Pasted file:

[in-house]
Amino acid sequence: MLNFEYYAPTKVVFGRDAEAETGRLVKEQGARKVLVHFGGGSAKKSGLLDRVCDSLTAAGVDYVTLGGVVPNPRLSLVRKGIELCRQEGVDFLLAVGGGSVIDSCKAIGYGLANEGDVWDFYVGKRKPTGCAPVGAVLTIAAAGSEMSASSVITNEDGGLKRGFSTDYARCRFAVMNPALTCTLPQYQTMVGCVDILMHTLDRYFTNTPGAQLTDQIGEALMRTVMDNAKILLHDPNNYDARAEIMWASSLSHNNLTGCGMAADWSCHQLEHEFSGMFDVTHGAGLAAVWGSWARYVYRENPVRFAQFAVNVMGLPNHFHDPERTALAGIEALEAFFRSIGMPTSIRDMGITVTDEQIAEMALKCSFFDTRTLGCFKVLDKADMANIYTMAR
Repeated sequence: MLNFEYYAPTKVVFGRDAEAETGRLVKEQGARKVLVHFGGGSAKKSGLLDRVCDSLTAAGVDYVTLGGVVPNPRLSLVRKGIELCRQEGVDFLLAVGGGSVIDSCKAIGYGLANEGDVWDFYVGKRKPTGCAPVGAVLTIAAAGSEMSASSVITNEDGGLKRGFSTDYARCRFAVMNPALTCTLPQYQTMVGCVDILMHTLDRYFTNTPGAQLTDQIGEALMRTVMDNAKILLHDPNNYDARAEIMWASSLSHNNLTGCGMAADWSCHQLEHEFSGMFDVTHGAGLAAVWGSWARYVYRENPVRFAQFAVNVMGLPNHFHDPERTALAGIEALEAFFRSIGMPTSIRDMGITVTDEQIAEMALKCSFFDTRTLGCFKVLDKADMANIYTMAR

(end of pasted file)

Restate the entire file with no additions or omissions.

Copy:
[in-house]
Amino acid sequence: MLNFEYYAPTKVVFGRDAEAETGRLVKEQGARKVLVHFGGGSAKKSGLLDRVCDSLTAAGVDYVTLGGVVPNPRLSLVRKGIELCRQEGVDFLLAVGGGSVIDSCKAIGYGLANEGDVWDFYVGKRKPTGCAPVGAVLTIAAAGSEMSASSVITNEDGGLKRGFSTDYARCRFAVMNPALTCTLPQYQTMVGCVDILMHTLDRYFTNTPGAQLTDQIGEALMRTVMDNAKILLHDPNNYDARAEIMWASSLSHNNLTGCGMAADWSCHQLEHEFSGMFDVTHGAGLAAVWGSWARYVYRENPVRFAQFAVNVMGLPNHFHDPERTALAGIEALEAFFRSIGMPTSIRDMGITVTDEQIAEMALKCSFFDTRTLGCFKVLDKADMANIYTMAR
Repeated sequence: MLNFEYYAPTKVVFGRDAEAETGRLVKEQGARKVLVHFGGGSAKKSGLLDRVCDSLTAAGVDYVTLGGVVPNPRLSLVRKGIELCRQEGVDFLLAVGGGSVIDSCKAIGYGLANEGDVWDFYVGKRKPTGCAPVGAVLTIAAAGSEMSASSVITNEDGGLKRGFSTDYARCRFAVMNPALTCTLPQYQTMVGCVDILMHTLDRYFTNTPGAQLTDQIGEALMRTVMDNAKILLHDPNNYDARAEIMWASSLSHNNLTGCGMAADWSCHQLEHEFSGMFDVTHGAGLAAVWGSWARYVYRENPVRFAQFAVNVMGLPNHFHDPERTALAGIEALEAFFRSIGMPTSIRDMGITVTDEQIAEMALKCSFFDTRTLGCFKVLDKADMANIYTMAR